Fashion has often been derided as one of the worst offenders when it comes to contributing to pollution and generally not being environmentally friendly. The reasons for that are far reaching – ranging from working conditions in factories to waste, energy consumption, throwaway fashion and material production. However, swimwear has a particular role to play in this. So in the spirit of wellbeing for all, how can spa goers make sustainable swimwear choices?
The problem is threefold:
Harriet Vocking, Chief Brand Officer at Eco-Age, told the Evening Standard:
“Swimwear is usually made from petroleum oil-based synthetic materials which is problematic for several reasons, including the fact that oil is a rapidly depleting natural resource, which can cause environmental pollution during extraction and fibre production and it also does not biodegrade at the end of its life.”
Meanwhile, washing these synthetic fibres means shedding small plastic pieces called microfibers into the water system. Even swimming in the sea whilst wearing them can add to the micro plastics in the water. Stella McCartney and Ellen MacArthur’s 2018 report predicted that ‘by 2050, 22 trillion tones of synthetic microfibres will have been released into our oceans.’
Even if you don’t know a lot about micro plastics, or have context for those figures, it doesn’t sound great.
The gold standard of sustainable swimwear is looking to the brands that are making our clothing out of materials that are either removing damaging waste materials from the environment, or that don’t damage the environment at all. They also tend to focus on being long-lasting rather than throwaway fashion – which is excellent on lots of fronts.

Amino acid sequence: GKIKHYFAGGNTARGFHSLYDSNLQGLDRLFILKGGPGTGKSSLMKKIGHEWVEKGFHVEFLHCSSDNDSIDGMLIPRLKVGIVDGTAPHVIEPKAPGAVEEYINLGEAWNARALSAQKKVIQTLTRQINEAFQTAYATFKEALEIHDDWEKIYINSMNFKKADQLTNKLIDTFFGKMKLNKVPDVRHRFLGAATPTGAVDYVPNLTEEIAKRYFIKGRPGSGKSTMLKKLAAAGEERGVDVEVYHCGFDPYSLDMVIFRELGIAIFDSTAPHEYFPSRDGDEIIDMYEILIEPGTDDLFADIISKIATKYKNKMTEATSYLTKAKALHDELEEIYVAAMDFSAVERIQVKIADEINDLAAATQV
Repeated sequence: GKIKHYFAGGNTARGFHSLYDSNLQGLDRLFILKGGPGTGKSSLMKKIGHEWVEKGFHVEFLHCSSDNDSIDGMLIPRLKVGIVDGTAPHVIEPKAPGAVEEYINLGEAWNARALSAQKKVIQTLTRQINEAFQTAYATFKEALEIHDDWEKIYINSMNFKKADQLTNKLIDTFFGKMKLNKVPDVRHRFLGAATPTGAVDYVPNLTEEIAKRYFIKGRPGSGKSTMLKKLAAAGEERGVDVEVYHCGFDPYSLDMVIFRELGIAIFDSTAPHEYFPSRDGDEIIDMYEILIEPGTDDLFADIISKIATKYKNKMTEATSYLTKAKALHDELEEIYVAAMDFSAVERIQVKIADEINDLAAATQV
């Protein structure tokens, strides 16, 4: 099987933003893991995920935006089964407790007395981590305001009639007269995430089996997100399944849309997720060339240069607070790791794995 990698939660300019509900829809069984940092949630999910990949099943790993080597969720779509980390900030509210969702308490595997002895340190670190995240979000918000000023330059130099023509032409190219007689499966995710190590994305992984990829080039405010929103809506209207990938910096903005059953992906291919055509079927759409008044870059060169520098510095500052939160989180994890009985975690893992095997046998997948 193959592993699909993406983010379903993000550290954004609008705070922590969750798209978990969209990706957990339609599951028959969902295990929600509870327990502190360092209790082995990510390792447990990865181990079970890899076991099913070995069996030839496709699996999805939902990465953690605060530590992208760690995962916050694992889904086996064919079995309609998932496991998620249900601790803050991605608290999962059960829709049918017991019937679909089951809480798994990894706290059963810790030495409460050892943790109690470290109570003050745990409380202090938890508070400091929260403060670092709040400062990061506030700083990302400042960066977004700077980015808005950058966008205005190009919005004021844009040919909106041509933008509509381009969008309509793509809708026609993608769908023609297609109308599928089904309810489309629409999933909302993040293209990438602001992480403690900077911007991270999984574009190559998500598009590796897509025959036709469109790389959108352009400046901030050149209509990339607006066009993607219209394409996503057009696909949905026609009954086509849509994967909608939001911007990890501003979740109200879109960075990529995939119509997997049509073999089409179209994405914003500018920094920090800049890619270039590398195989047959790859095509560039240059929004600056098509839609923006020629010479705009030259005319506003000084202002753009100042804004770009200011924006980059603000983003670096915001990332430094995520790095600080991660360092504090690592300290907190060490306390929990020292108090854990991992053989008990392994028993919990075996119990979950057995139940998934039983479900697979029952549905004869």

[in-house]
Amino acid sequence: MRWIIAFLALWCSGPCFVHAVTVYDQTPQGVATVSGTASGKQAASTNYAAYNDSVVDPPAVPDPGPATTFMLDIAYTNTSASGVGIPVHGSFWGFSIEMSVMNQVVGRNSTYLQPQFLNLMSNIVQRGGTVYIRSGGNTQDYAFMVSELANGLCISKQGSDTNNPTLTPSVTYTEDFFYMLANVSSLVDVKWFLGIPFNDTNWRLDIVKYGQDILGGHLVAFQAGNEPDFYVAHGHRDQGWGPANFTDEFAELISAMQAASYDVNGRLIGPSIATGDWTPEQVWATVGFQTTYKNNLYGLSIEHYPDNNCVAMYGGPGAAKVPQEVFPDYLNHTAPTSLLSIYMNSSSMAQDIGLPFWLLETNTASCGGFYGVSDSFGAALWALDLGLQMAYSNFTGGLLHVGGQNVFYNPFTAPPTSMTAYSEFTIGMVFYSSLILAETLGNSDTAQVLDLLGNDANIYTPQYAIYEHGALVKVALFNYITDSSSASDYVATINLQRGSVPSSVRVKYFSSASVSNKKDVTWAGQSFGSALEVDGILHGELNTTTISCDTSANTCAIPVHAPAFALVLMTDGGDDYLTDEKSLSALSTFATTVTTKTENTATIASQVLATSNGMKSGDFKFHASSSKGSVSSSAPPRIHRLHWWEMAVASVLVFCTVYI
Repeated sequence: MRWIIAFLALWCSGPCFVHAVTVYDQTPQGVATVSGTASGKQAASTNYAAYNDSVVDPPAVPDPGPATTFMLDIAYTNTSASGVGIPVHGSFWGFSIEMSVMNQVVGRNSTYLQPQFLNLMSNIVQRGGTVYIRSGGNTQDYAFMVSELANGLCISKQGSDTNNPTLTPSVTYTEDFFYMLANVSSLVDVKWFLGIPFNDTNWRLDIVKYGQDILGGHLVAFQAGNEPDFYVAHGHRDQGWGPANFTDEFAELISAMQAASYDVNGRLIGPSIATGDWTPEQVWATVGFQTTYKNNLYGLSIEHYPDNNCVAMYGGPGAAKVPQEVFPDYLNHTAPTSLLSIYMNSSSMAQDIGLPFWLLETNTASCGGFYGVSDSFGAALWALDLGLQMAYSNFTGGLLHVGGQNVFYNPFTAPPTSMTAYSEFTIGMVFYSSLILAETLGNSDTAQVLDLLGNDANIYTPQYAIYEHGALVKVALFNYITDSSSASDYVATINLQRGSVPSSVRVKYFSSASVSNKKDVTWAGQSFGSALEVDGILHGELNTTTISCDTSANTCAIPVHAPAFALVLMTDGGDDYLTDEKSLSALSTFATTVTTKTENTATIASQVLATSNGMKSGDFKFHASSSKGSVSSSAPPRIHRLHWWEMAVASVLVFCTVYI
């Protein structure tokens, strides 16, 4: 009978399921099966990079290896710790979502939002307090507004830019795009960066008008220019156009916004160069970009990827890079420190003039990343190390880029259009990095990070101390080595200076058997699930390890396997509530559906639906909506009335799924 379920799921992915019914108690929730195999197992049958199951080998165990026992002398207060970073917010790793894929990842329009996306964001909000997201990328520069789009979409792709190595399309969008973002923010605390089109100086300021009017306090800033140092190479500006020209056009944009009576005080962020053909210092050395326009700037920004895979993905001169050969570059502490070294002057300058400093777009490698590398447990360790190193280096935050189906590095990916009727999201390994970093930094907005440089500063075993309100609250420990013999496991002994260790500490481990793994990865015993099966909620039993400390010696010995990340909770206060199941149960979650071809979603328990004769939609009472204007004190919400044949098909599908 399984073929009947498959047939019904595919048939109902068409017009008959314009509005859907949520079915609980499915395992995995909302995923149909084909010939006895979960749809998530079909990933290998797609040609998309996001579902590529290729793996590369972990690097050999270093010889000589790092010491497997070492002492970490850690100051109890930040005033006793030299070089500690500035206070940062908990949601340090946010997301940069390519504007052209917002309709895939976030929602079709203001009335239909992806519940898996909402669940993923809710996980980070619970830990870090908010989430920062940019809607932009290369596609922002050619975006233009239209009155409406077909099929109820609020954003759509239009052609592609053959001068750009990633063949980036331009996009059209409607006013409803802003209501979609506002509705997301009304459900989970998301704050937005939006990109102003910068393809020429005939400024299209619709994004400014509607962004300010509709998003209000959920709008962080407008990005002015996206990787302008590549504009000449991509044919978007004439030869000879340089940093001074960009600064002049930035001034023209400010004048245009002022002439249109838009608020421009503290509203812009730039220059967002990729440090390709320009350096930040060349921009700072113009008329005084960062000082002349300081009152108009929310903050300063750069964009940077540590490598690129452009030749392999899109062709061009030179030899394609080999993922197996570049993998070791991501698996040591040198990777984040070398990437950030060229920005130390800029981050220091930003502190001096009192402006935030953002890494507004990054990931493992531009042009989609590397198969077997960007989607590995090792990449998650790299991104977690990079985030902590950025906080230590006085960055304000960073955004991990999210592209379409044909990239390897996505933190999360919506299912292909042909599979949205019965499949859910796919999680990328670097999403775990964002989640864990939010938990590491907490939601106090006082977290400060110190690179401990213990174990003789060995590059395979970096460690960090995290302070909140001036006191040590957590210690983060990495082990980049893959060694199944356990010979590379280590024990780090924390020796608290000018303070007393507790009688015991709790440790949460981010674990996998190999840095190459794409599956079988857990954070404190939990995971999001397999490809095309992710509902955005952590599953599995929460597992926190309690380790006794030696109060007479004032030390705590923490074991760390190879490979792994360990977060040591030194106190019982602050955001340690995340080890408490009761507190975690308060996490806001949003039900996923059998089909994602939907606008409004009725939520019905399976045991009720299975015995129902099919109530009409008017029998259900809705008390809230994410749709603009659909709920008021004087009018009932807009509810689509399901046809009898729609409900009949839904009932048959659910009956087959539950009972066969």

For example, Davy J, the UK based sustainable and ethical swimwear brand, makes its clothing out of regenerated nylon yarn from waste including spent and ghost fishing nets (it’s estimated and average of 640,000 tons fishing nests are left in the ocean each year, and for every ton collected, more than 10,000 swimsuits can be made!).
Vanessa Sposi is another option – they are committed to sourcing materials from regenerative, organic, renewable and recycled sources. Or you might like to try luxury sustainable swimwear brand, Lula-Ru. They source material from Eurojersey, a company that follows every stage of the fabric production cycle in order to reduce waste and water, energy, and chemical usage.
It’s all well and good us telling you to go out and buy more stuff, but by the same token buying new things when we don’t need to is also part of the sustainability problem. So until your existing swimwear wears out, what else can you do to be more environmentally friendly?
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